It is naive to assume that the millions paid annually in ransom to pirates merely enables them to purchase villas and fancy automobiles. Somalia is a country without government, where anarchy is being exploited by terrorist organizations. Although the threat that pirates pose to commercial ships is increasingly known, little is being done to combat it. And we must consider the bigger picture: Terrorists are far more brutal than pirates and can easily force pirates — petty thieves in comparison — to share their ransom money.

Who among you believes that paying $1 million in ransom money will actually end piracy? You would have to be incredibly gullible to believe so. The pirates will think about it this way: if taking a ship is worth $1 million in ransoms, then taking a ship twice as big should be worth $2 million in ransoms.

Paying the ransom only encourages the pirates to attempt more hijackings in order to get more money.

Mr. Iklé goes on:

So why do we keep rewarding Somali pirates? How is this march of folly possible?

Start by blaming the timorous lawyers who advise the governments attempting to cope with the pirates such as those who had been engaged in a standoff with U.S. hostage negotiators in recent days. These lawyers misinterpret the Law of the Sea Treaty and the Geneva Conventions and fail to apply the powerful international laws that exist against piracy. The right of self-defense — a principle of international law — justifies killing pirates as they try to board a ship.

So, what should we have been doing all along? We should have been putting armed personnel aboard those ships. A pirate would think twice about going out on such a venture if he knew that the last three times someone from his group went out to attack a vessel that armed crewmen killed the attackers. There is not much profit in death.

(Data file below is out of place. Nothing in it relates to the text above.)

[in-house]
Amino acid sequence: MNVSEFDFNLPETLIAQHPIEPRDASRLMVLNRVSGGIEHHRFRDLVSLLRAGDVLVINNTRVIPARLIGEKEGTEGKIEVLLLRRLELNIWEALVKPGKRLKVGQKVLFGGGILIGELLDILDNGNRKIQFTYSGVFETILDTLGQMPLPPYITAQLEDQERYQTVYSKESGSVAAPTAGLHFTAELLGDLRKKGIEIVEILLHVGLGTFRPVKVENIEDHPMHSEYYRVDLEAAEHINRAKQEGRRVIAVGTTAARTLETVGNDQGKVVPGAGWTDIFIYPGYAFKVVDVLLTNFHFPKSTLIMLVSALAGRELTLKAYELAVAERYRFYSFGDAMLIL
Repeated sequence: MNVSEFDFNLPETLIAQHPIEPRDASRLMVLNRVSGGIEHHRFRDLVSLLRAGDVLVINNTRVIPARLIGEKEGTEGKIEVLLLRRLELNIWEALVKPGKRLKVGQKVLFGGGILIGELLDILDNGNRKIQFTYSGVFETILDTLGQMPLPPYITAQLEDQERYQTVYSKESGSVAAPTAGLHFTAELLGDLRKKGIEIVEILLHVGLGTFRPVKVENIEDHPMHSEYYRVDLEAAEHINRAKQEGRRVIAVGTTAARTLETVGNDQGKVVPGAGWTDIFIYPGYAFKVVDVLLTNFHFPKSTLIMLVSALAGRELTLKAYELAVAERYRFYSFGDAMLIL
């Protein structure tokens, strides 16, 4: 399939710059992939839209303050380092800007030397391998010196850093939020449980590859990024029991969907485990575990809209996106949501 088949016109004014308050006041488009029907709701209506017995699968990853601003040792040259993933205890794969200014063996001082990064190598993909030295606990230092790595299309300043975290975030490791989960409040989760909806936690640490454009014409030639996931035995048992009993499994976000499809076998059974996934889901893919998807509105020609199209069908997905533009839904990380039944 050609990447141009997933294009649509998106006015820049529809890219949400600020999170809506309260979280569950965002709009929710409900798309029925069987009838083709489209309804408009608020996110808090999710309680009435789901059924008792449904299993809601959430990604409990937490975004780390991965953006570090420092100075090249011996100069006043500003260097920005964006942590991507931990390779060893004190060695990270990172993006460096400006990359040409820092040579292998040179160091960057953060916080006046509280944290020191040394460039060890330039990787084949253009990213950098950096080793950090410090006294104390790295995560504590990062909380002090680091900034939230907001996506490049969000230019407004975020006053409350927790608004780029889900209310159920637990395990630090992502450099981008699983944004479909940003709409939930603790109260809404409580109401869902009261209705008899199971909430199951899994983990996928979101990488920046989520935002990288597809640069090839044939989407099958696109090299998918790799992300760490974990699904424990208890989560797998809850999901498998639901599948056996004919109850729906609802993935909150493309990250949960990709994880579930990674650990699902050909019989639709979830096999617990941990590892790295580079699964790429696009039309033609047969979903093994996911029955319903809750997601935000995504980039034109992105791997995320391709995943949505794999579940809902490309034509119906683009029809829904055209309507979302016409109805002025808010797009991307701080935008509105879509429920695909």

More:

Nonetheless, entire crews are unarmed on the ships that sail through the Red Sea and the Gulf of Aden. Shipowners pretend that they cannot trust their crews with weapons, but the facts don’t add up. For one thing, in the United States most adults except felons are allowed to have guns, and the laws of many other nations also permit such ownership. Even if owners don’t want everyone aboard their ships to be carrying weapons, don’t they trust the senior members of their crews? Why couldn’t they at least arm the captain and place two experienced and reliable police officers on board?

When these pitifully unarmed crews watch pirates climb aboard their vessels, they can do little to fight back. And while the United States and many other naval powers keep warships in the Red Sea, the Gulf of Aden and the Indian Ocean — deployments that cost millions of dollars — these ships cannot keep pirates from boarding commercial ships that have unarmed crews.

The international right of self-defense would also justify an inspection and quarantine regime off the coast of Somalia to seize and destroy all vessels that are found to be engaged in piracy. These inspections could reduce the likelihood that any government will find itself engaged in a hostage situation such as the one that played out in recent days. Furthermore, the U.N. Security Council should prohibit all ransom payments. If the crew of an attacked ship were held hostage, the Security Council could authorize a military blockade of Somalia until the hostages were released.

Cowardice will not defeat terrorism, nor will it stop the Somali pirates. If anything, continuing to meet the pirates’ demands only acts as an incentive for more piracy.

Absolutely.

You can access the complete column on-line here:

Kill The Pirates
Fred C. Iklé
Washington Post
April 13, 2009